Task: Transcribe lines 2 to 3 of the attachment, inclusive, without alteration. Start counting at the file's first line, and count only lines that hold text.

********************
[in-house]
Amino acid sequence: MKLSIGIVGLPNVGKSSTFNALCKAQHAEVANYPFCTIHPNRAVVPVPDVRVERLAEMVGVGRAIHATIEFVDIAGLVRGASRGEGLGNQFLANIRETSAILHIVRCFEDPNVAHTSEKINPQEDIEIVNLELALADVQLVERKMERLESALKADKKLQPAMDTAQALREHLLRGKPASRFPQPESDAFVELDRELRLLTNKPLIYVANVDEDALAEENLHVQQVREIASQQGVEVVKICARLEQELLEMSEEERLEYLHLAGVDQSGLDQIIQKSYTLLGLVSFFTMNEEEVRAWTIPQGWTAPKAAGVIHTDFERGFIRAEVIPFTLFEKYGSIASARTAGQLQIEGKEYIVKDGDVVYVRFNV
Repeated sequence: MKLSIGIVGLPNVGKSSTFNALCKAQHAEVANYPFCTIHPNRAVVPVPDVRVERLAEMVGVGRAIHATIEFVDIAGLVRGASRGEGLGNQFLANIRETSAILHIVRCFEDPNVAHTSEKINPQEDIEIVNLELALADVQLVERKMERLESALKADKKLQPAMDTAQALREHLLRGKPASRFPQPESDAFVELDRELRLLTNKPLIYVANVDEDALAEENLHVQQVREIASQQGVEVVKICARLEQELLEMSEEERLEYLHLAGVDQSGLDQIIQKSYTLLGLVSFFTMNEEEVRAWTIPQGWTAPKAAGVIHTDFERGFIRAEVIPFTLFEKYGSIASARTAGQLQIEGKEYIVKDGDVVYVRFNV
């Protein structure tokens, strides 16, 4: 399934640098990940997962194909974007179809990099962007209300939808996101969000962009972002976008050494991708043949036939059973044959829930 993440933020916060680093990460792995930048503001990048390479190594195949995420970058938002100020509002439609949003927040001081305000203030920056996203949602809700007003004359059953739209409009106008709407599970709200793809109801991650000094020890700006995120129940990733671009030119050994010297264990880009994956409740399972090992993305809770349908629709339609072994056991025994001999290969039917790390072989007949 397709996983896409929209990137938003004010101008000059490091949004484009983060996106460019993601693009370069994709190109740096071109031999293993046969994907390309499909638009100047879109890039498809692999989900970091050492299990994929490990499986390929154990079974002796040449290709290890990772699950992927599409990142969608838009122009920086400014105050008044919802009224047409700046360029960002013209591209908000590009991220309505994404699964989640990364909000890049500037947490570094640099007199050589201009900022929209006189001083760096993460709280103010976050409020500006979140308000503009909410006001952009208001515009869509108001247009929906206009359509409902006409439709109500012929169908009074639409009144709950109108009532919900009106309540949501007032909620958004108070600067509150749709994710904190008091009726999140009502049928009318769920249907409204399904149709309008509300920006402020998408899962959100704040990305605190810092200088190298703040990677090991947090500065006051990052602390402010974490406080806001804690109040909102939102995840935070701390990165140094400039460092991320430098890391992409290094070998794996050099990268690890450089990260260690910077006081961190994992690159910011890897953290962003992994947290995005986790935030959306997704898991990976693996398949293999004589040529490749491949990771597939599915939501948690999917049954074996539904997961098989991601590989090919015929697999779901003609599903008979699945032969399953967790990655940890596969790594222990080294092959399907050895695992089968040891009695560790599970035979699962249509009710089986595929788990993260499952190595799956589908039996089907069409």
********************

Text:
Amino acid sequence: MKLSIGIVGLPNVGKSSTFNALCKAQHAEVANYPFCTIHPNRAVVPVPDVRVERLAEMVGVGRAIHATIEFVDIAGLVRGASRGEGLGNQFLANIRETSAILHIVRCFEDPNVAHTSEKINPQEDIEIVNLELALADVQLVERKMERLESALKADKKLQPAMDTAQALREHLLRGKPASRFPQPESDAFVELDRELRLLTNKPLIYVANVDEDALAEENLHVQQVREIASQQGVEVVKICARLEQELLEMSEEERLEYLHLAGVDQSGLDQIIQKSYTLLGLVSFFTMNEEEVRAWTIPQGWTAPKAAGVIHTDFERGFIRAEVIPFTLFEKYGSIASARTAGQLQIEGKEYIVKDGDVVYVRFNV
Repeated sequence: MKLSIGIVGLPNVGKSSTFNALCKAQHAEVANYPFCTIHPNRAVVPVPDVRVERLAEMVGVGRAIHATIEFVDIAGLVRGASRGEGLGNQFLANIRETSAILHIVRCFEDPNVAHTSEKINPQEDIEIVNLELALADVQLVERKMERLESALKADKKLQPAMDTAQALREHLLRGKPASRFPQPESDAFVELDRELRLLTNKPLIYVANVDEDALAEENLHVQQVREIASQQGVEVVKICARLEQELLEMSEEERLEYLHLAGVDQSGLDQIIQKSYTLLGLVSFFTMNEEEVRAWTIPQGWTAPKAAGVIHTDFERGFIRAEVIPFTLFEKYGSIASARTAGQLQIEGKEYIVKDGDVVYVRFNV